EDIT: while i like the ease of applying the minor 3rd technique davie mentioned, it sounds different from the result i get when i calculate the 3rds of my riff based on the phrygian mode.. is this because the phrygian mode is relative to a major scale?

by the way, this guy's articles on intervals and modes are also kinda useful for theory beginners like myself: http://www.guitarnoise.com/authors.php?id=25

davie_gravy 2006-10-24 09:29

Well your diatonic harmonies will always sound more rich and melodic. Phrygian mode is a diatonic 3rd up from the major scale. The parallel harmonies will have some dissonant intervals because the propteries of the major scale dont' always line up with a set.. say minor 3rd interval. Some intervals are minor, some are major. Look in the first post to see what intervals are major/minor/diminished then you will know what harmony to play at any given interval.

JonR 2006-10-24 11:19

Quote:
Originally Posted by TangledMortalCoil
thanks again. i have tried all of these methods and they all make sense.. plus more importantly, they work. in fact, davie's suggestion about going back a string and two notes toward the nut just made me realize that this stuff has been right under my nose all along.. a simple powerchord contains a root and a 3rd (and a 5th)
You mean a triad ;) . A powerchord only contains root and 5th.
Quote:
Originally Posted by TangledMortalCoil
EDIT: while i like the ease of applying the minor 3rd technique davie mentioned, it sounds different from the result i get when i calculate the 3rds of my riff based on the phrygian mode.. is this because the phrygian mode is relative to a major scale?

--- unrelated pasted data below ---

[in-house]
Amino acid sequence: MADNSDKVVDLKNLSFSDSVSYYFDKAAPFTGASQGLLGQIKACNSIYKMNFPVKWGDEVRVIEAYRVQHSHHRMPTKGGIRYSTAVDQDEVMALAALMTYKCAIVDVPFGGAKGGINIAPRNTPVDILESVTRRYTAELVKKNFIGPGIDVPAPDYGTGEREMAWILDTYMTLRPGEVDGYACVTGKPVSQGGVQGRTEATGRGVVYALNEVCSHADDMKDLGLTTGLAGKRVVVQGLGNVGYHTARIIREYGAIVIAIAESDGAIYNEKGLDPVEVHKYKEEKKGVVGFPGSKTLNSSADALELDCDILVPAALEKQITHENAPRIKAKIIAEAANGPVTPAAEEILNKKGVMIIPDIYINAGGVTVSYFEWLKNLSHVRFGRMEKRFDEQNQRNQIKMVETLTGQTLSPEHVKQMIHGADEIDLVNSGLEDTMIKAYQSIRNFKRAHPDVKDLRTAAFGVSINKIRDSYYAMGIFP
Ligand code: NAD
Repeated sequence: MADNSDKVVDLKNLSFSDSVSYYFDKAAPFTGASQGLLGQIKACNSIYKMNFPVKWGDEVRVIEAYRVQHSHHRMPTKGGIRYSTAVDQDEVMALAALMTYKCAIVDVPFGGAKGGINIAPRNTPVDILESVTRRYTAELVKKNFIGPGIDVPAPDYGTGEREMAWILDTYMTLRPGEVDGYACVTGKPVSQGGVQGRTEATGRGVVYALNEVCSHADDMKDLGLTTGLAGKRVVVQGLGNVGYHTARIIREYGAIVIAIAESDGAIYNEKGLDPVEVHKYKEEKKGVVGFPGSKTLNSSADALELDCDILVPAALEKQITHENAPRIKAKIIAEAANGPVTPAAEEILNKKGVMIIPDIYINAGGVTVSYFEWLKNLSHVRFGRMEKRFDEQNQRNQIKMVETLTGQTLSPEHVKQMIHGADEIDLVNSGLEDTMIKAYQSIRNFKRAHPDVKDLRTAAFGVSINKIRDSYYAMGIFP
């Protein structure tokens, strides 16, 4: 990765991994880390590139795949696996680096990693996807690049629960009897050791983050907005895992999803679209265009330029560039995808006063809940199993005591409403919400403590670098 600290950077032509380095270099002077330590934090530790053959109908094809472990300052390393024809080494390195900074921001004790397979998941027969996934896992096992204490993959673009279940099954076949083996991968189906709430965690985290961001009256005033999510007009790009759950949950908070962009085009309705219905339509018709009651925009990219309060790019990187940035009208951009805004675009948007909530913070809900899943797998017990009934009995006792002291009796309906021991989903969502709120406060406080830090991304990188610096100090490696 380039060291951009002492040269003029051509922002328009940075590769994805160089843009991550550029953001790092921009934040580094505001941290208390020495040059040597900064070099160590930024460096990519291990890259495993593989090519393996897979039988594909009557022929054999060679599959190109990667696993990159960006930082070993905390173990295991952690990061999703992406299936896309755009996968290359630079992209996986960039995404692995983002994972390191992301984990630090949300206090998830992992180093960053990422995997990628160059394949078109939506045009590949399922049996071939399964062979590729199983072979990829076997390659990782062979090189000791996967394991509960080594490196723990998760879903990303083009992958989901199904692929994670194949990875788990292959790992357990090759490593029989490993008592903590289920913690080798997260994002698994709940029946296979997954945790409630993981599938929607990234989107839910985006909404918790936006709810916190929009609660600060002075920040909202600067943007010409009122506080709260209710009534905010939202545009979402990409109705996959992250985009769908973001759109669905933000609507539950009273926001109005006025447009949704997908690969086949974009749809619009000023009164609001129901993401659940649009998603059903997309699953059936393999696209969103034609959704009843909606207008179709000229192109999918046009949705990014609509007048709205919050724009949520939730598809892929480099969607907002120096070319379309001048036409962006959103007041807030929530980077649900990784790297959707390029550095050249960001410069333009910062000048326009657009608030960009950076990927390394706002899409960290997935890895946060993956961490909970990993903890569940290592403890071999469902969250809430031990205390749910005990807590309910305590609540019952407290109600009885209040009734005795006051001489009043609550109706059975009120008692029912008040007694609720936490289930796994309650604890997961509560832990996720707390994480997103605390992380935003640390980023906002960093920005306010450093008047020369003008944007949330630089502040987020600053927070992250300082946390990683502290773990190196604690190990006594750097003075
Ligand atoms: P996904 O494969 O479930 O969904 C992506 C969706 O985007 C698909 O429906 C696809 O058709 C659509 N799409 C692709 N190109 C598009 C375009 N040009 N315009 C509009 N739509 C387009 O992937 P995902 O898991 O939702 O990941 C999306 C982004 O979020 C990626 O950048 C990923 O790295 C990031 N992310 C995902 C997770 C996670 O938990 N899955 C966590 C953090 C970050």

Yes. As davie explained, sticking to the same kind of 3rd takes you out of key (or mode). If you want to maintain phrygian mode, all of your harmonies need to come from that scale. As with any major scale mode, 4 of the notes are harmonised with minor 3rds, 3 with major 3rds.

So with E phrygian, it works like this

E -> G = minor 3rd
F -> A = major 3rd
G -> B = major 3rd
A -> C = minor 3rd
B -> D = minor 3rd
C -> E = major 3rd
D -> F = minor 3rd

If you used all minor 3rds, you'd effectively be harmonising E phrygian with G phrygian - you'd have a bi-tonal piece of music! (Might sound cool, but would be very strange...)

TangledMortalCoil 2006-10-24 13:03

^ yeah, i meant triad ..the point is there's a 3rd in either one! anyway, thanks again. i just need to read more about intervals. that excel spreadsheet (mentioned in another thread) is real useful. my entire application of scales and modes so far is based on patterns and numeric intervals.. i'm just trying to know more about the underlying theory.

CalledToArms 2008-10-16 11:39

great thread so far! I've really been digging into modes later (Dave Weiner has some great videos on youtube for an introduction).